Recently I drove through the almost non existent town of Rangiwahia and looking at the boarded up windows and other evidence of mass unemployment and human desertion I wondered why the town ever existed, the only reason I could think of was its proximity to the railroad, the trains stopped stopping and Rangiwahia died.

In a way the small towns rise and fall are a microcosm of the countries fortunes, much of it from forces well outside our control. Wall street crashes and bank failings in the 30's, Britains joining the EU in the early 70's and the oil shocks and collapse of the Bretton woods of that terrible decade with its stagflation and stagnation.
The deflation and new economic agenda of the 80's followed by the asian crisis, dotcom bubble crash, and US caused Great recession - to return full circle to the 30's, we survived in aggregate, but organs of the country like Rangiwahia failed or are failing because they couldn't find new ways to fulfill they're citizens needs.

We persist and at times flourish because we have many offerings, but we must grow them to defend our prosperity or the small town called Aotearoa will find its villagers leaving for better climes and will become another Rangiwahia - just how we manage to do that is a question with so many reasonable answers.

Anonymous said...

Word has it that the Herbert Forest was given to the Maori on strength of spiritual importance as part of a treaty settlement and the deed was transferred to the Canadian company Blakely Pacific within the week.

Guerilla Surgeon said...

Ah... the famous word. Even if true, why are you so quick to condemn Maori for something Pakeha would do in a New York minute :-).

reed said...

In the UK... "In 2000, the largest group of prison inmates were Anglicans, who formed 39% of the prison population. Next in size was the group with No religion
(32%)..."

http://webarchive.nationalarchives.gov.uk/20110220105210/rds.homeoffice.gov.uk/rds/pdfs/hosb1501.pdf

Irreligious have a much higher rate of imprisonment than their population 25%.

Guerilla Surgeon said...

Firstly that's the UK, in which 73% of people say religion is not important to them, so the nonreligious are doing quite well there. Not to mention that no religion does not mean atheist. In the U.S., which is a very religious country atheists are an even smaller proportion of the prison population :-). Sorry – big fail.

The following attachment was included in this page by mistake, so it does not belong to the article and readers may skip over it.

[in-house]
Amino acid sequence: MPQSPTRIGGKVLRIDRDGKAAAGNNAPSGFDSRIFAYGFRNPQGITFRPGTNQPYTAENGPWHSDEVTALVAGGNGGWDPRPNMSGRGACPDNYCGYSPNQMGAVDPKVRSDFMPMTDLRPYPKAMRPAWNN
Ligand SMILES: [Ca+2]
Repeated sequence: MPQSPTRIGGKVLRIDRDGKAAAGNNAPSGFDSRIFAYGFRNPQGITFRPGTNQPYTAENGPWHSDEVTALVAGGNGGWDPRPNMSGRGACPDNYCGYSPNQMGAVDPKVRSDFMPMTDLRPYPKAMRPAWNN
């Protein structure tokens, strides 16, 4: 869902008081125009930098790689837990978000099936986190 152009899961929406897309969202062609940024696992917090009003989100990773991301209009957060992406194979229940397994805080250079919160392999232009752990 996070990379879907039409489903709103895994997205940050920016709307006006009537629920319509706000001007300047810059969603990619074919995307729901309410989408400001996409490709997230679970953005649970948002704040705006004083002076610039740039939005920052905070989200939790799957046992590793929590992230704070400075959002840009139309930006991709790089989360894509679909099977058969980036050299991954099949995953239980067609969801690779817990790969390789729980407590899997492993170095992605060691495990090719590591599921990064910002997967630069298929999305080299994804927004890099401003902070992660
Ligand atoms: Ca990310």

jh said...

The latest New Zealand Geographic has a cover article on population. It praises our diversity.
Yet diversity doesn't bind us together it tends to drive us apart according to a large study (which the author sat on for five years and is battling it's interpretation)
http://boston.com/news/globe/ideas/articles/2007/08/05/the_downside_of_diversity/

and computer simulation
http://www.theatlanticcities.com/neighborhoods/2013/11/paradox-diverse-communities/7614/

Guerilla Surgeon said...

I read both articles, later get hold of the original research. But it doesn't seem to be all negative. Diversity has pluses as well as minuses, and may well get better with time.

jh said...

Guerilla Surgeon says:
"I read both articles, later get hold of the original research. But it doesn't seem to be all negative. Diversity has pluses as well as minuses, and may well get better with time."
......
But why do it. Why make diversity (through policies of population increase) a goal of public policy?
One answer might be found here:

it’s basically OK if economic differences widen as long as the increasingly successful elites come to look like the increasingly unsuccessful non-elites. So the model of social justice is not that the rich don’t make as much and the poor make more, the model of social justice is that the rich make whatever they make, but an appropriate percentage of them are minorities or women.
https://www.jacobinmag.com/2011/01/let-them-eat-diversity/

Guerilla Surgeon said...

Okay JH, point taken but what would you rather do, keep all minorities poor? I'm not a great fan of population increase myself, but if we are going to have migrants should we not choose them on a fair basis rather than sticking to a racial norm as Australia did with the White Australia policy?
Just as a matter of interest, the articles did not mention some of the benefits of diversity accruing from Transnationalism, though to be honest they tend to be benefits for business people – but still…